The pothole patrol

Haven’t seen this yet, but I’m sure I will sooner or later.

As the operators of the city’s Street Surface Assessment Vehicle — a van equipped with lasers that scan streets for rough patches, potholes and cracks — Bruno Rodriguez and Patrick Johnson take a lot of flak.

An elderly man on a scooter once crossed the center line to intercept them, waving his arms, and demanded that his road be fixed. Drivers have cut them off in the middle of the street, climbed from their cars and done the same.

“It happens all the time,” Johnson said. “My mom called me when she found out what I did and said, ‘Hey Patrick, you know, Airline is really messed up …’ ”

Johnson said he understands residents’ concerns. After all, Houston voters judged their city’s infrastructure bad enough to impose an annual fee on themselves last fall to fund $125 million a year in drainage and street repairs.

Campaigning last year for the referendum, now called Rebuild Houston, City Councilman Stephen Costello said need, not politics, should decide where the dollars are spent.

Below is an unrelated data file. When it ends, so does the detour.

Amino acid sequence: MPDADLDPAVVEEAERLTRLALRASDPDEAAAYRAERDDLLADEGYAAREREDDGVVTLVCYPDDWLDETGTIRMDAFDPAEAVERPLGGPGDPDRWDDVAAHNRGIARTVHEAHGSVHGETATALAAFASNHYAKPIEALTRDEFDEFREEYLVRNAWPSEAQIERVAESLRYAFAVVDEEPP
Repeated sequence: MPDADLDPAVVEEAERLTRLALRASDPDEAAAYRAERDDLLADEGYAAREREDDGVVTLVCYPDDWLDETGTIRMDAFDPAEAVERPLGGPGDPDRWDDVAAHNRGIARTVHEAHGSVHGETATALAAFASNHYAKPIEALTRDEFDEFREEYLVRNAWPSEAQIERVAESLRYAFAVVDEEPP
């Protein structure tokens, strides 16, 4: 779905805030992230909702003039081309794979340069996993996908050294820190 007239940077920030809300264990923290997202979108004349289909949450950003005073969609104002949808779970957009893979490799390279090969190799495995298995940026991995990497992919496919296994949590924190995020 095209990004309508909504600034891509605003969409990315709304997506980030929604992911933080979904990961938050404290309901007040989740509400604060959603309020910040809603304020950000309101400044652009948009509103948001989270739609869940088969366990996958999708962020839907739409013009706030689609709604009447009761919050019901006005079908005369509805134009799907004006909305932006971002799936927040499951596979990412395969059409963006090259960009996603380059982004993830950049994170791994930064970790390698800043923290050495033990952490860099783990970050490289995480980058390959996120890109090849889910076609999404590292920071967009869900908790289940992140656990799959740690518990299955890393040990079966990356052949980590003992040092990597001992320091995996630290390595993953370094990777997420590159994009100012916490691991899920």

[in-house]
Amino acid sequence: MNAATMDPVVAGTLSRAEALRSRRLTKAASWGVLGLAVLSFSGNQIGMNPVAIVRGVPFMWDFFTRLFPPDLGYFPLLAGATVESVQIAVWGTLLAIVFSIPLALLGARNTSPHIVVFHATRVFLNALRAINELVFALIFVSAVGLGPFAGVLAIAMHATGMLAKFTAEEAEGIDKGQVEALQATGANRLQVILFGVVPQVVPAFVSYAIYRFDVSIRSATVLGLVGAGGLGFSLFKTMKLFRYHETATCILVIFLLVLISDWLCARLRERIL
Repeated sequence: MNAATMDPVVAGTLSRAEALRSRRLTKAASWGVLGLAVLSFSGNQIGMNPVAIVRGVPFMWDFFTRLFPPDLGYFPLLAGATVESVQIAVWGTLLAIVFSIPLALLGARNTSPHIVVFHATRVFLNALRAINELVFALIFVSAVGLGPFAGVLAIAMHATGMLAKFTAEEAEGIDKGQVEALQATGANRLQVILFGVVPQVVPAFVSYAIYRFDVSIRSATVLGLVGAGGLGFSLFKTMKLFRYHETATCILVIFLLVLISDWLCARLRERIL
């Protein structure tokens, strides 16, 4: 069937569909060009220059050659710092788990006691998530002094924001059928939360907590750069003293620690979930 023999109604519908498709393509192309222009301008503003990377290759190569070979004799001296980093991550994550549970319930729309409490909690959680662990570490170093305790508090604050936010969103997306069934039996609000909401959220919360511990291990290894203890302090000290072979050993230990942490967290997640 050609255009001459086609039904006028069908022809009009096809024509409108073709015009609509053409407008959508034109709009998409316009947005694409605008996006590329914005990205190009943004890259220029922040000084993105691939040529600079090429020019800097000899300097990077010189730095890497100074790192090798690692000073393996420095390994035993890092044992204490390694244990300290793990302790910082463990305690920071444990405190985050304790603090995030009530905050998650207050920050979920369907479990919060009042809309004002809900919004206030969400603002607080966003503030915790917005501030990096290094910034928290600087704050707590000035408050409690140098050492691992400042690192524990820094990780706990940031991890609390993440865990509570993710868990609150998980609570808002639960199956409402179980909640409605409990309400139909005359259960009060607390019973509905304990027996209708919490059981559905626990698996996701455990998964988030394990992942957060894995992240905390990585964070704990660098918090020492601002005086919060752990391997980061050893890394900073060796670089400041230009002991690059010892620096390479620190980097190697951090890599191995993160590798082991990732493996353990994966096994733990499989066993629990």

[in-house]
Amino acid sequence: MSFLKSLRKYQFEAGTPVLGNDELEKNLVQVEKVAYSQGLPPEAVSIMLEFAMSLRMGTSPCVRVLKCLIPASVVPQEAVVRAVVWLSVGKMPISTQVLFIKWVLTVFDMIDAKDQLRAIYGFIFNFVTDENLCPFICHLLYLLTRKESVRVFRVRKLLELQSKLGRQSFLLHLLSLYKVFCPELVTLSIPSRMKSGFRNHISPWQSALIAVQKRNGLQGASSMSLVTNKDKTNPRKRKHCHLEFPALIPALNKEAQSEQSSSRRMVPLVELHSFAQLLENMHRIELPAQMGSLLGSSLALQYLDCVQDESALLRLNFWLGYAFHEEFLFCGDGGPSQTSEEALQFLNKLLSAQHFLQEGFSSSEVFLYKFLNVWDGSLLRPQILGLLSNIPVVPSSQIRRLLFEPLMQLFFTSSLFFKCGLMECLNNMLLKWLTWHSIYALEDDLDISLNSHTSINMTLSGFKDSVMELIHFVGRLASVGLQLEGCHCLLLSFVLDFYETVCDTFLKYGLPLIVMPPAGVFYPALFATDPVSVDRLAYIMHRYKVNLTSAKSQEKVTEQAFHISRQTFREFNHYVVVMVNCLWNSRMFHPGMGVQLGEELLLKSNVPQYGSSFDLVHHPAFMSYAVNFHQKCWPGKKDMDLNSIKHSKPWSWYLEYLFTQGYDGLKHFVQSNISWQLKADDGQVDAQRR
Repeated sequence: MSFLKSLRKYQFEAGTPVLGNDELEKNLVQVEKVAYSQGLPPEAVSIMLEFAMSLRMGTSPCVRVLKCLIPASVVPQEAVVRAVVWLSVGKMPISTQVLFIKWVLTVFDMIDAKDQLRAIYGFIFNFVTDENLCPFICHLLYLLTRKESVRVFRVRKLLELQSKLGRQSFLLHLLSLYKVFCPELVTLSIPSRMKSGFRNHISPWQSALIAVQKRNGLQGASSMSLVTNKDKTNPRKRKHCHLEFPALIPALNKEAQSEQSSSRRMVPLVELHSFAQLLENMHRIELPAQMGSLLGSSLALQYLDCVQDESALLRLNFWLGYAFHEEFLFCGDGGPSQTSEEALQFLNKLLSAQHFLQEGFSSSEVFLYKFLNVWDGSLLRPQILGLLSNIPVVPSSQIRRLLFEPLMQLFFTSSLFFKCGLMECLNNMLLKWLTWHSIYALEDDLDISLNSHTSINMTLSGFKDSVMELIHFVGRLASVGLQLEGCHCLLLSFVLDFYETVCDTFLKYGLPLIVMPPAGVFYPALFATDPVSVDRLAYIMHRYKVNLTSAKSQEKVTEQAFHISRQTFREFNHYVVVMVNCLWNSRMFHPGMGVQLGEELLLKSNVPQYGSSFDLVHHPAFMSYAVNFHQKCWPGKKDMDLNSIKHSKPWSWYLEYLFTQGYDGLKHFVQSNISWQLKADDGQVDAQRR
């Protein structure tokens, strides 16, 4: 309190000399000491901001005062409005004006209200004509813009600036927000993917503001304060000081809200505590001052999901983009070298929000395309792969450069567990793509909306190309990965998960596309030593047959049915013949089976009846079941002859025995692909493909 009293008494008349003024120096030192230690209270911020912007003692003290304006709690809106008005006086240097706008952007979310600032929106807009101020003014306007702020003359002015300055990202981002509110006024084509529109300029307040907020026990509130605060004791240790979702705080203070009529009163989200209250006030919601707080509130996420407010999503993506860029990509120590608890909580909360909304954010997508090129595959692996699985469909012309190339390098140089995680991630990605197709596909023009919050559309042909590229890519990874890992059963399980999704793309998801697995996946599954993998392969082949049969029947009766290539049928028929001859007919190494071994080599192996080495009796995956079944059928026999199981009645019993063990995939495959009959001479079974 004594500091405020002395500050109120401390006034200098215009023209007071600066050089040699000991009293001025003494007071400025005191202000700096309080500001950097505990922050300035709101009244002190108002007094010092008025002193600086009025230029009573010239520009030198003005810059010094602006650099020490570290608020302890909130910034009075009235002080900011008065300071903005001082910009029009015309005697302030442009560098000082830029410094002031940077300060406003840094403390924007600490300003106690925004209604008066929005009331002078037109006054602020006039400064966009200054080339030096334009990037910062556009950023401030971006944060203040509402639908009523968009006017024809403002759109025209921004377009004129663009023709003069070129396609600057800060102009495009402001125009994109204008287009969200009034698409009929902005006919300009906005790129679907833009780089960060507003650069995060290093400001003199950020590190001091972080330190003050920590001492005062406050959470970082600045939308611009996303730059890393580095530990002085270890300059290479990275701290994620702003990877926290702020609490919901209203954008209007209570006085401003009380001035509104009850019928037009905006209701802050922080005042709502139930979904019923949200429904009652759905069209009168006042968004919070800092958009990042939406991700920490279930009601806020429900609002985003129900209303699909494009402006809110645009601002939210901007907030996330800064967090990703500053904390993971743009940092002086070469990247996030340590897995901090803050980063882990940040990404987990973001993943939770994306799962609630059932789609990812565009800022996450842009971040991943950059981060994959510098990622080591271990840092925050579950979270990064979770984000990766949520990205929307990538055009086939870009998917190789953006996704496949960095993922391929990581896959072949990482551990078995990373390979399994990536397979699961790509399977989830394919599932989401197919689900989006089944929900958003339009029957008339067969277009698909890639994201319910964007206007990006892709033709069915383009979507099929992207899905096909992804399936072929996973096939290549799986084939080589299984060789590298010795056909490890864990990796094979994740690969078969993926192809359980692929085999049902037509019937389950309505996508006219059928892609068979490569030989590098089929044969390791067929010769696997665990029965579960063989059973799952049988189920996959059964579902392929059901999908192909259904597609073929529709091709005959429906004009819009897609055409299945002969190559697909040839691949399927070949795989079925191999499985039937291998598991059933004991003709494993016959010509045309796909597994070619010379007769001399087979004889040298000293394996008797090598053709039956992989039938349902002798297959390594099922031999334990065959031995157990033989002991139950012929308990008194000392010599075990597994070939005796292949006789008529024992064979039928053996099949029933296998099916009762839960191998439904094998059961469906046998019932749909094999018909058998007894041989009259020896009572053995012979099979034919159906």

Costello believes the $500,000 van, combined with another city program now mapping areas of the city that struggle with flooding, may be exactly what is needed to ensure that happens.

“I campaigned on a need-based system and, as long as I’m here, I’m going to continue to advocate for that. But I know there are going to be 11 district council members,” he said, referencing the pending expansion of the City Council dictated by the 2010 Census. “There’s going to be issues of, ‘Each council district has needs.’ But I don’t want to forget older neighborhoods that really have been forgotten.”

You can see a list of bad streets and submit your own report here. Here’s one example that’s near and not so dear to my heart and rear axle:

From Allen Parkway all the way to I-10, the northbound lanes of Shepherd Drive are filled with large potholes and inadequate patch jobs that make the road nearly impassible at speeds in excess of 20 mph. As you cross over I-10, there is a large bump that is as large as a speedbump in the right two lanes. This continues as you head north on Shepherd, especially as you cross over 9th and 10th Streets.

As someone whose daily routine takes him over that stretch of road at least once, I’m nodding my head in vigorous agreement. Road construction may be inconvenient, but I can’t wait for it to happen there.

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